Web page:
Teen Dating and Abuse

July 24, 2006

Research shows that one in three teenagers know someone their age who's been hit, kicked, or choked by their partner. Other research suggests that 98 percent of teenage girls who have been abused continue to date their abuser. Could your teen be one of them? Dr. Phil has advice for how to recognize the signs of abuse and what to do about it.

 

 

Headed for Danger?

Melody feared her daughter, Coryn, 17, was in a manipulative and abusive relationship, so she got a restraining order against her boyfriend, Brian. Coryn says Brian is a nice guy who treats her well, and when she turns 18 she's going back to him. What's Brian's side of the story?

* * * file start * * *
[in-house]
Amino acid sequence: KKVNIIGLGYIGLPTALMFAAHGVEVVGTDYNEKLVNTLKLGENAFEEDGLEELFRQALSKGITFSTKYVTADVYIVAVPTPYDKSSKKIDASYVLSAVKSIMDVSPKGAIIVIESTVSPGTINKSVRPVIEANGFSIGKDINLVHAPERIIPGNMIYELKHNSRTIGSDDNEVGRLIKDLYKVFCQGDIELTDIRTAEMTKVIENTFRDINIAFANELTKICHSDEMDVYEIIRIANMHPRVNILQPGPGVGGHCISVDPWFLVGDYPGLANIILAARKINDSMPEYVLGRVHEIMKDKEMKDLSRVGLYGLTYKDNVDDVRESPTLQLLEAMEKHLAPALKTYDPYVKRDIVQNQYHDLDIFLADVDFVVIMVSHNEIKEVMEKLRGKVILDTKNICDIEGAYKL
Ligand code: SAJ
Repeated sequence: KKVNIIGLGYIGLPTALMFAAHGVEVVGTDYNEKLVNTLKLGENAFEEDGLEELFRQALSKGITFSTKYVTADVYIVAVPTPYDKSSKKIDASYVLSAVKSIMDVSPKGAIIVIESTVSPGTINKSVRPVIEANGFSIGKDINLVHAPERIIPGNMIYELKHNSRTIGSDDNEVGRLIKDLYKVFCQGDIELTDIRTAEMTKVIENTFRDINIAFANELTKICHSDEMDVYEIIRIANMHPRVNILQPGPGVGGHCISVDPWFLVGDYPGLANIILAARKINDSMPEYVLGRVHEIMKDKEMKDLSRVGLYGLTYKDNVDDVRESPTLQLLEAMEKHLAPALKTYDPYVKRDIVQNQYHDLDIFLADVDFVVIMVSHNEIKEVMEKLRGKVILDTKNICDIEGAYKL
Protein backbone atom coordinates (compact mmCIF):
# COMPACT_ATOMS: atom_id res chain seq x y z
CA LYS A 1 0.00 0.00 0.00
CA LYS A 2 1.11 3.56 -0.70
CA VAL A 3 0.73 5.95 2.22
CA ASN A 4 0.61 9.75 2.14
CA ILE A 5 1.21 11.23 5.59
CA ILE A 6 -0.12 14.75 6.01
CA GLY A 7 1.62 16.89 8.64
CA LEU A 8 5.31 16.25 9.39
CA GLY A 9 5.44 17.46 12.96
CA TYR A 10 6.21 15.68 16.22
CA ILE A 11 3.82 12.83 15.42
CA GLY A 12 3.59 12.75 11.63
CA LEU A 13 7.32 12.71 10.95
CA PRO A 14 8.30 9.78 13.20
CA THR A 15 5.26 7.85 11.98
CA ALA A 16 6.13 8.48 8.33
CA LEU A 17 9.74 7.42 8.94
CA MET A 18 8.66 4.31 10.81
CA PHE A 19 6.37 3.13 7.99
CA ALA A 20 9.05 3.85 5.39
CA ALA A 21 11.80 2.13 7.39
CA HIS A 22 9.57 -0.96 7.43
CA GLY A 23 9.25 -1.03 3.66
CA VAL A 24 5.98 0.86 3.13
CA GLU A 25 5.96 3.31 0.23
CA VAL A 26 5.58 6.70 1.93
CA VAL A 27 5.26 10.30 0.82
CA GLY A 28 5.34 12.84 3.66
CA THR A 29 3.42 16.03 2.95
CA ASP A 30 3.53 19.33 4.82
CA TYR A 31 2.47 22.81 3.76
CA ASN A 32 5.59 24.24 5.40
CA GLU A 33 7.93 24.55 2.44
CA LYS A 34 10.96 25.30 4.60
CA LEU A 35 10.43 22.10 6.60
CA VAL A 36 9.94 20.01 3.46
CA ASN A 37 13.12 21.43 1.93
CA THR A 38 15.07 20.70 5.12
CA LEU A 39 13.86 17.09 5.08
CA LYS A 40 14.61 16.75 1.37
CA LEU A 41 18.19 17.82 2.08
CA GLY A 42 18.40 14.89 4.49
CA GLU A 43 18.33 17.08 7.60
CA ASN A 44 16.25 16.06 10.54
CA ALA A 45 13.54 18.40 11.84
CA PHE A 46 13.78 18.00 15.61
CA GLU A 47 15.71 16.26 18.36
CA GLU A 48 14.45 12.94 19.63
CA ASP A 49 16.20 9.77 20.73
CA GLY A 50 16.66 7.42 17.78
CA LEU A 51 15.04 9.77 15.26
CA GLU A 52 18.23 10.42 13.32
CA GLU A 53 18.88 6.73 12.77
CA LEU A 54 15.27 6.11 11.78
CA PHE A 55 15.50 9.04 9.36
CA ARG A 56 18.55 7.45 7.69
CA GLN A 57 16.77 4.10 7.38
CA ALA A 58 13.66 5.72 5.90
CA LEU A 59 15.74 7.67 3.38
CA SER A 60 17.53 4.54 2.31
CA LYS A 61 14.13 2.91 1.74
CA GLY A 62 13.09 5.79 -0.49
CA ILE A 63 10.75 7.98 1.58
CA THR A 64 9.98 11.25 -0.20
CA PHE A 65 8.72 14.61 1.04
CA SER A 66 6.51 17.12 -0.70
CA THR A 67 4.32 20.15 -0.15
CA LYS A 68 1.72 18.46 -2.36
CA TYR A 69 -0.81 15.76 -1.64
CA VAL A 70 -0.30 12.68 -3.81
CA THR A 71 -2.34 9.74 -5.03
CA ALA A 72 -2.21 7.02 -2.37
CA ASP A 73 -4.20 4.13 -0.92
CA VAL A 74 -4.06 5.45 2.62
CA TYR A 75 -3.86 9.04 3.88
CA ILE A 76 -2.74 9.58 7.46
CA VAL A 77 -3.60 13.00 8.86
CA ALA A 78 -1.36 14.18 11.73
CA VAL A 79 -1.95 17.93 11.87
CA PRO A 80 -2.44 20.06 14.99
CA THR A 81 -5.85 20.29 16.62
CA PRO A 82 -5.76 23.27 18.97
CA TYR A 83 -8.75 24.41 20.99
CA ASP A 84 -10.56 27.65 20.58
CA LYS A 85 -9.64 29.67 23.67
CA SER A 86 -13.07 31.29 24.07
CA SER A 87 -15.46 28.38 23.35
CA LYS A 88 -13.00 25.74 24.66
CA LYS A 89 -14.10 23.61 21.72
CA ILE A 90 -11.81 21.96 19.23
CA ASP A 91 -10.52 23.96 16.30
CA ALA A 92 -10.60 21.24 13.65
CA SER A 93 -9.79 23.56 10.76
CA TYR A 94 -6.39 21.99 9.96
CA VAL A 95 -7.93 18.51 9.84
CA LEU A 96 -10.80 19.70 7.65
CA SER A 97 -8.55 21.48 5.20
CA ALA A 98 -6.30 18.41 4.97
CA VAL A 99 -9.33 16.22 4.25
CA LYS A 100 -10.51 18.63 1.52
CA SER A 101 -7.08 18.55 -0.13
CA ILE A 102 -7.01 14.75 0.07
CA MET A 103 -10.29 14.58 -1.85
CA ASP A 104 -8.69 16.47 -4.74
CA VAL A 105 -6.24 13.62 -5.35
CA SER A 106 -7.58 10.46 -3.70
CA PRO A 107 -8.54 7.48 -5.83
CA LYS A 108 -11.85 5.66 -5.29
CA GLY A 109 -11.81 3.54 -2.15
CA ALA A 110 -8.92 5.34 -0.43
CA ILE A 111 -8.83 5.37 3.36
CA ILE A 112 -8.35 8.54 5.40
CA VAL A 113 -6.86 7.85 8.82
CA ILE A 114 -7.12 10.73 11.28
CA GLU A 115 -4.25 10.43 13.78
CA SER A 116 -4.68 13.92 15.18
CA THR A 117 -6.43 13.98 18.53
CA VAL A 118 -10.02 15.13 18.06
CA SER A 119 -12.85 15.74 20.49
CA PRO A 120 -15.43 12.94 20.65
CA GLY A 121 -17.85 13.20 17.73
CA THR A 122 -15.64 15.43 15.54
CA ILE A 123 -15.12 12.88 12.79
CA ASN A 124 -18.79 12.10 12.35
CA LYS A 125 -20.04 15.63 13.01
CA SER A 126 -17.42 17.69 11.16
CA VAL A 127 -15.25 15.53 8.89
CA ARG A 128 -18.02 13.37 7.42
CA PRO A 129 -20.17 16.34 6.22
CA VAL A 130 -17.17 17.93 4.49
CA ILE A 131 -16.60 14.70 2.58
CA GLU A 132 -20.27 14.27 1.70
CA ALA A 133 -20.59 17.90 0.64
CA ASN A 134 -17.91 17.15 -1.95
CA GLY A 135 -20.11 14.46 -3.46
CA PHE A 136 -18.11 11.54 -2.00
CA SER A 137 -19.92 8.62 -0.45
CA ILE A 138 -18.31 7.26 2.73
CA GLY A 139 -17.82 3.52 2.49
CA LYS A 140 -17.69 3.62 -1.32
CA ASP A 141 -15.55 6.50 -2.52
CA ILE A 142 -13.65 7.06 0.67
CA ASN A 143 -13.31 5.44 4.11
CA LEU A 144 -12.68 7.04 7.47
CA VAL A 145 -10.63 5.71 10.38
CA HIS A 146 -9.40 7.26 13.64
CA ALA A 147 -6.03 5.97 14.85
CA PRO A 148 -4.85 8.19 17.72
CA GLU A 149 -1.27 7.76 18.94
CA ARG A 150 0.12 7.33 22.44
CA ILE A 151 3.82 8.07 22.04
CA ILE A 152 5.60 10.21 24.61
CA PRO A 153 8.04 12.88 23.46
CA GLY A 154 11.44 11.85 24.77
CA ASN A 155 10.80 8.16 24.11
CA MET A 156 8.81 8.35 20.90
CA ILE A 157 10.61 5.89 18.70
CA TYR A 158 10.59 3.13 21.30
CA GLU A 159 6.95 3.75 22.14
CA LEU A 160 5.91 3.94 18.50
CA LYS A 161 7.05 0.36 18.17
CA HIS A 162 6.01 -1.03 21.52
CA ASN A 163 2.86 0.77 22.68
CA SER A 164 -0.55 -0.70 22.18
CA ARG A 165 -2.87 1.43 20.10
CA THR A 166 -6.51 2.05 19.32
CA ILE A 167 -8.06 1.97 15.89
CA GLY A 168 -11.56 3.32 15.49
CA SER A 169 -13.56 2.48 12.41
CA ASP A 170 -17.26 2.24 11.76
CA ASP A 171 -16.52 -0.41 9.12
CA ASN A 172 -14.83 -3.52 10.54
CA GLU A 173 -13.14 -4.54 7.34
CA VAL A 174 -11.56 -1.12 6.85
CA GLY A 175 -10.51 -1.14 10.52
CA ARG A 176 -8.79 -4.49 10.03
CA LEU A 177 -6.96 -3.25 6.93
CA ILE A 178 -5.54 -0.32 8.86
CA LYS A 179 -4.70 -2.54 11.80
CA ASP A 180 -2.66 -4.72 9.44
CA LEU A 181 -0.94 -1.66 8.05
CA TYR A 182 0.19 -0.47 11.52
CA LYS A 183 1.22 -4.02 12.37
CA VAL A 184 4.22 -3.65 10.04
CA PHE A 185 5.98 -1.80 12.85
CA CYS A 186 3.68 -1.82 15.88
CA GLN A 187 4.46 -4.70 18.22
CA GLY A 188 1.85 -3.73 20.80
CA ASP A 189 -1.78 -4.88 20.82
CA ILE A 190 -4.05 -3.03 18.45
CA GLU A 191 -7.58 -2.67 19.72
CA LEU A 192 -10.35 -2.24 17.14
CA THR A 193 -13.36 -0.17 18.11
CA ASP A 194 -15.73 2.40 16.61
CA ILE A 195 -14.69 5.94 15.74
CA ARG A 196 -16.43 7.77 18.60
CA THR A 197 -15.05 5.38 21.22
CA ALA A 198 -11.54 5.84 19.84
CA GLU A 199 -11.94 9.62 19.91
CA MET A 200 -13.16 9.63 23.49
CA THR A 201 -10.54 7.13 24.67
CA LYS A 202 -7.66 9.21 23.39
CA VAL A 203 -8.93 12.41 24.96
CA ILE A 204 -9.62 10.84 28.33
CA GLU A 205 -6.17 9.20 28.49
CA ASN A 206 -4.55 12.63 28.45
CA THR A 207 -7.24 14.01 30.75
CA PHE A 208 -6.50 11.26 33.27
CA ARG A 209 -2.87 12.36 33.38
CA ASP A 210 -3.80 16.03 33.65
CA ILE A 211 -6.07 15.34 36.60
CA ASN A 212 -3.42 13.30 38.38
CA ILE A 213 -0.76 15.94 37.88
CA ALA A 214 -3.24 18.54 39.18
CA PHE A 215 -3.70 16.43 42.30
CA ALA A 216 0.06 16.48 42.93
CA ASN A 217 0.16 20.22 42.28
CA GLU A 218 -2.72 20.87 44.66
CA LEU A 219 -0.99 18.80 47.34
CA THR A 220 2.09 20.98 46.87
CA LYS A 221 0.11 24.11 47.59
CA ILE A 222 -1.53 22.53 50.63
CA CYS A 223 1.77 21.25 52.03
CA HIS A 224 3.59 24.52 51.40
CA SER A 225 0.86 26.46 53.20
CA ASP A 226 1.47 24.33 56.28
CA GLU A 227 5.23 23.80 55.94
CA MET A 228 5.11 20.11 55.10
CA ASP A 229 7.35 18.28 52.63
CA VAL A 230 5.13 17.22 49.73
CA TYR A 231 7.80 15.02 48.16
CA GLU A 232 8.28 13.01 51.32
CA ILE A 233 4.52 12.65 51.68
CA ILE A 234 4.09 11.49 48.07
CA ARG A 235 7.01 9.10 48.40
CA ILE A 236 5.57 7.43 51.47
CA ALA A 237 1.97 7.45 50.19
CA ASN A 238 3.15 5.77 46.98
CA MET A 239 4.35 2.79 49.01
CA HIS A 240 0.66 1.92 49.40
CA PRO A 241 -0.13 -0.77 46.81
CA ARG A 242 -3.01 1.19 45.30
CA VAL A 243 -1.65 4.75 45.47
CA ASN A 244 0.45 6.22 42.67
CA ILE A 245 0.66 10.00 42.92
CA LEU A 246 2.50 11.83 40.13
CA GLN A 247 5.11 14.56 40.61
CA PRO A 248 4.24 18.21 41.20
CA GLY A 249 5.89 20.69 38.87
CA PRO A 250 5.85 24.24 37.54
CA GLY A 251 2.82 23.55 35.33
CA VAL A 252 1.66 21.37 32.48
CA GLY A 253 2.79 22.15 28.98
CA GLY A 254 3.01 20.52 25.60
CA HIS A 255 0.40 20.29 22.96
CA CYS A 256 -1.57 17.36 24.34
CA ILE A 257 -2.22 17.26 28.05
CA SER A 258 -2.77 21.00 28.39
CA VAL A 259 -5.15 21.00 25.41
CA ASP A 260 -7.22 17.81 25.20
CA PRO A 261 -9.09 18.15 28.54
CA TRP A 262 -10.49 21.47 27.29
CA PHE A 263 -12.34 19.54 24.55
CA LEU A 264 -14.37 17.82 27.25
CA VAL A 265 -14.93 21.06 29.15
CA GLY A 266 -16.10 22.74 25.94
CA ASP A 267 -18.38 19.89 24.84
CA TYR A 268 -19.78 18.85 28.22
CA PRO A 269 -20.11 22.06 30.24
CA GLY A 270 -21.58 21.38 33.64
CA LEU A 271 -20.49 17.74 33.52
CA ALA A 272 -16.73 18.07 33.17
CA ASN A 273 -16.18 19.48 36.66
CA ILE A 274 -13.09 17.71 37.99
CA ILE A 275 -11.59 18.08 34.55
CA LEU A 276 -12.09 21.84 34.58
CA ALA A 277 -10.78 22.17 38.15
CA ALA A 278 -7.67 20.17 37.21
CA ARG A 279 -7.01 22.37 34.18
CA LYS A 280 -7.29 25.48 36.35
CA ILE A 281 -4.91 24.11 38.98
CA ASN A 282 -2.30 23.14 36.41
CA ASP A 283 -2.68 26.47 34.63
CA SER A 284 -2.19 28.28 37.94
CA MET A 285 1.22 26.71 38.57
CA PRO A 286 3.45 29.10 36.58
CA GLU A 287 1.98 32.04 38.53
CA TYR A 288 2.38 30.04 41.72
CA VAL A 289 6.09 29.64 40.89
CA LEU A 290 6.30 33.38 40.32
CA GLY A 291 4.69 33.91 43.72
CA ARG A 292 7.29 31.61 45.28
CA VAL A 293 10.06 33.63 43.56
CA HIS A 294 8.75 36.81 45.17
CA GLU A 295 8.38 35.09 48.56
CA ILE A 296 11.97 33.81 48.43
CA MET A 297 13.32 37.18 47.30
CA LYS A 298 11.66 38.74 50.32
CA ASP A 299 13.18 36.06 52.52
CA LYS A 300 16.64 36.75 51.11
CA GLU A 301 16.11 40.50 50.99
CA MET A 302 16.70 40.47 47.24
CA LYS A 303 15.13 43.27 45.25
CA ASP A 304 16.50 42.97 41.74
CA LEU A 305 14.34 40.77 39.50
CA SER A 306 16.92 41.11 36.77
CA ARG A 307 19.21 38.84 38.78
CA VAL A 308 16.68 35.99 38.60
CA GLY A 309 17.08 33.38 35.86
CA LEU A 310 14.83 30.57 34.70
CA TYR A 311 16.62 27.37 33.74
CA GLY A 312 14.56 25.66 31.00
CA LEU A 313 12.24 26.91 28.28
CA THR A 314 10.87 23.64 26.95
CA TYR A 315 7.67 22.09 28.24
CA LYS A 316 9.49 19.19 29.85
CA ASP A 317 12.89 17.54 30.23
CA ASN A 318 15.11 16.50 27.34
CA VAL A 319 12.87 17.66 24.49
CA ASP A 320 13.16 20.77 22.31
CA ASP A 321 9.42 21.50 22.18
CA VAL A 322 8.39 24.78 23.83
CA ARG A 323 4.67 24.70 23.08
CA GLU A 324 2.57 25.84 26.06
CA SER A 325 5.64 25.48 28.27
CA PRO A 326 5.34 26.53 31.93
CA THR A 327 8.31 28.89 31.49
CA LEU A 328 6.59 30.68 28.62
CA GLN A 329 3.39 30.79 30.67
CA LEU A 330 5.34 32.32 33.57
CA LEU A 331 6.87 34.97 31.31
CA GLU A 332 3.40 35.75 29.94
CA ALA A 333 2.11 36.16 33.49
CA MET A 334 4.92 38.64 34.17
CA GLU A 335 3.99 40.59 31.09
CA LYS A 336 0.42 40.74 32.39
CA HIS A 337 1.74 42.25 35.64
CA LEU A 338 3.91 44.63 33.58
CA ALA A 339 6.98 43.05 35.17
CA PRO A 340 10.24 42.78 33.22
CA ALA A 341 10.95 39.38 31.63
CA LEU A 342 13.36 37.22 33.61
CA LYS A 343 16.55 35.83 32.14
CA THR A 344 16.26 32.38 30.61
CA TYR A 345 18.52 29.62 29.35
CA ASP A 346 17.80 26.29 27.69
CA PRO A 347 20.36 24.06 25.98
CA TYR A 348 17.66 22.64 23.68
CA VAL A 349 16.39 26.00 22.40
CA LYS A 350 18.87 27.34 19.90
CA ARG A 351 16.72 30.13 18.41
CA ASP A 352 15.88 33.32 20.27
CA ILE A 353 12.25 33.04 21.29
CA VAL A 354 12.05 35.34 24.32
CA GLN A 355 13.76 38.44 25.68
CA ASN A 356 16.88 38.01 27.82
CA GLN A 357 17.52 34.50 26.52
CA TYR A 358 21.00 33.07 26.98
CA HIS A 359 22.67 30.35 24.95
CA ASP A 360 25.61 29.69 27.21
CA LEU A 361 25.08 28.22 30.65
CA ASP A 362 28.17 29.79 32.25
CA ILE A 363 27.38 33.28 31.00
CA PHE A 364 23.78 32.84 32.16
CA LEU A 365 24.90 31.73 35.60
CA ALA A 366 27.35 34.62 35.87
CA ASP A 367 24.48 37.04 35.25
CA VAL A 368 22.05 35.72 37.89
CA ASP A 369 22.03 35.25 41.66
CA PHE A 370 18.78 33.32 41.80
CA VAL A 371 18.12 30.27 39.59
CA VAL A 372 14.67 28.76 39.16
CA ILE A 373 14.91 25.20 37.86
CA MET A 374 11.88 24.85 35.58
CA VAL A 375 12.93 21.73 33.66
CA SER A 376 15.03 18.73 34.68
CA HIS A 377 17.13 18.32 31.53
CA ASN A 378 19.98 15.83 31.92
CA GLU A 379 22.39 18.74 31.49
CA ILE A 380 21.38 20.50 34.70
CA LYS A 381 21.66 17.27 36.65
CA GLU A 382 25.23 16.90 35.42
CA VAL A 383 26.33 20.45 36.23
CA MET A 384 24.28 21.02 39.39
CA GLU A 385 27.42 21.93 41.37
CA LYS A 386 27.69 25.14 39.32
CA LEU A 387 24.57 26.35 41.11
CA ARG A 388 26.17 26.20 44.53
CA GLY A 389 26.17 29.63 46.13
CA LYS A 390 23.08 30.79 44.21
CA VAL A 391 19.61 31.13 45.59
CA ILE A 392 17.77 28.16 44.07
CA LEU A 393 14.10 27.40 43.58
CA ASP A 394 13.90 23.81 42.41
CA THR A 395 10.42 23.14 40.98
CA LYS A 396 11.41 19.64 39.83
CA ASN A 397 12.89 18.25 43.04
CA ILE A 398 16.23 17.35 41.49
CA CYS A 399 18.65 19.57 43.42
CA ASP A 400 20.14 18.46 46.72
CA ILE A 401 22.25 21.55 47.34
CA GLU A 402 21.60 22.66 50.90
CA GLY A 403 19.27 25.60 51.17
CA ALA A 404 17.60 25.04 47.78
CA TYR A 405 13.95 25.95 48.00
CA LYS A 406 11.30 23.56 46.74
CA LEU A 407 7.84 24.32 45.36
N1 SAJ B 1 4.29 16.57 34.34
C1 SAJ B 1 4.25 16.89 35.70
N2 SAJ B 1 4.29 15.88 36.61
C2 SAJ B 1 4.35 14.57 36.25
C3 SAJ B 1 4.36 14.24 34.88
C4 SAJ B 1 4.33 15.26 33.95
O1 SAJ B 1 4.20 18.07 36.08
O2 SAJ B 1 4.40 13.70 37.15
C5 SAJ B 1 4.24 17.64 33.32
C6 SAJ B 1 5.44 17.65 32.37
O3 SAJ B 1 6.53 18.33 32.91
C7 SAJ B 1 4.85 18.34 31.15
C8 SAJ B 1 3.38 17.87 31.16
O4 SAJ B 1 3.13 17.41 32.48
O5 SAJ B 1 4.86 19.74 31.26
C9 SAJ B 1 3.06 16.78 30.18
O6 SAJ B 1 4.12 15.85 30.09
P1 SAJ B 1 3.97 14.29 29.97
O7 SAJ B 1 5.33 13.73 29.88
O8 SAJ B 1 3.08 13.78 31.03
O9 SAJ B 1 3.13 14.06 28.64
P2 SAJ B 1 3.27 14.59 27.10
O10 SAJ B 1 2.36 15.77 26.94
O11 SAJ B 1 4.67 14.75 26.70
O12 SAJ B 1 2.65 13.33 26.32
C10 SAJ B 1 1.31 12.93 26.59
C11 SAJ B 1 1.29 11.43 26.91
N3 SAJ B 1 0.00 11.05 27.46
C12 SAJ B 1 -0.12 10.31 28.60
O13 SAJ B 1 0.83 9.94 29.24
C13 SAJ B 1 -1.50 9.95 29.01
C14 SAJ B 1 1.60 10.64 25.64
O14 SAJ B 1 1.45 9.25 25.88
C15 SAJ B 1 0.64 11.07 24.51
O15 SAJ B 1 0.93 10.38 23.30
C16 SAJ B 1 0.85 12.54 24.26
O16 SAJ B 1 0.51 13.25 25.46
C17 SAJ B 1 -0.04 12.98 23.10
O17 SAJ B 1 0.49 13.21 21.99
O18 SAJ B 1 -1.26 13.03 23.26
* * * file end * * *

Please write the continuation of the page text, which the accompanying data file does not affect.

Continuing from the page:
"I'm old enough to know what a good relationship is," says Coryn. 

 


Concerned for Katie

Katie says her boyfriend has choked her, pushed her to the floor, called her names and locked her out of the house. He says he loves her, and she takes him back, as soon as he apologizes. Her parents, Jack and Wendy, are scared for her life and the safety of their 7-month-old grandson.

 

"Part of me thinks that he might change if he got help."

 

 

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